Thursday, February 23, 2017

On car payments......................

Will the next financial crisis come from a bubble in auto lending? Ehh, I don't know, I think it would be a little too cute to have two U.S. financial crises in a row that are both precipitated by securitized loans to consumers to finance durable-goods purchases. Financial crises usually show more creativity than that. The next crisis will probably be in something weird, like clearinghouse collateral or bond market illiquidity. But "the country’s auto debt hit a record in the fourth quarter of 2016, according to the Federal Reserve Bank of New York, when a rush of year-end car shopping pushed vehicle loans to a dubious peak of $1.16 trillion," and "delinquencies among lower-rated borrowers have risen to the highest level since 2009," so if you want to worry about it go ahead.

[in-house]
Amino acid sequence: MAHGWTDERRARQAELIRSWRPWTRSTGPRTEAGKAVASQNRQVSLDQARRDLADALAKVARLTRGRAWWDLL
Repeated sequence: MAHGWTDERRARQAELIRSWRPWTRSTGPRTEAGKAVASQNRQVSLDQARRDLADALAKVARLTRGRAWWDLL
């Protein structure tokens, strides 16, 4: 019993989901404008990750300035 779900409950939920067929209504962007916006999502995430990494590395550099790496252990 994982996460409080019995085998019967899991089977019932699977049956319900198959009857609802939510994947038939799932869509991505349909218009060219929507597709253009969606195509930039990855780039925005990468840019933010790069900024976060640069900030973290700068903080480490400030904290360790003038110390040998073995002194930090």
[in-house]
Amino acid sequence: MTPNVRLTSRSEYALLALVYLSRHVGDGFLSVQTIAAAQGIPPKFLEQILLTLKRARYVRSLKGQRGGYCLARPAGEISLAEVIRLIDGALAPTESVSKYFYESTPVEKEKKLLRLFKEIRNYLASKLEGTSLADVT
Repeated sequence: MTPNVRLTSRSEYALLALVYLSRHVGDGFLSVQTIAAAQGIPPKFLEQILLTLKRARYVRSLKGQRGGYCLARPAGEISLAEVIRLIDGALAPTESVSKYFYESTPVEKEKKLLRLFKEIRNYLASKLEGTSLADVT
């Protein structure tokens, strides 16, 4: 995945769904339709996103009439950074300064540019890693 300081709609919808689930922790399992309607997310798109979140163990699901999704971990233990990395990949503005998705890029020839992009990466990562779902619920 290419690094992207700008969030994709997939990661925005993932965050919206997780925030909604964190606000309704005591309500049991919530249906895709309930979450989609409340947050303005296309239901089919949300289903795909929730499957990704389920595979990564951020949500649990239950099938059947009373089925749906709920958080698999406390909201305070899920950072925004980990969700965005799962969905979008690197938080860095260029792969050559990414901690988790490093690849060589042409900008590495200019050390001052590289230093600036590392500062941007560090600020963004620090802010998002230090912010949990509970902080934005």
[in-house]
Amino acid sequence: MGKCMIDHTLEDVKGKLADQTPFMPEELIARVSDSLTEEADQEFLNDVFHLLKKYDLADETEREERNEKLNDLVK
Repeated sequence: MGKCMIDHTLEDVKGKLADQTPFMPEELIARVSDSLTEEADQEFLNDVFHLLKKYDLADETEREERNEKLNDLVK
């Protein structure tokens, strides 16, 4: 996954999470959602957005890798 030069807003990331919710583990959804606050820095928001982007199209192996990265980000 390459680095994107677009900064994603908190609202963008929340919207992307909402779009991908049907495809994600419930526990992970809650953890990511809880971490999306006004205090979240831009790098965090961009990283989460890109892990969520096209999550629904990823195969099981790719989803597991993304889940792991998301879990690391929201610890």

While I have you here, though, I should say that a reader pointed out a glaring omission in my discussion of auto lending and smart contracts yesterday: self-driving cars! In the fairly near future, if you borrow money to buy a car, and you miss a payment, the car will just tootle on back to the dealer's lot. There'll be no GPS tracking or ignition override or anything messy like that; the car will just execute the contract itself. The future will be amazing, but also kind of tough.

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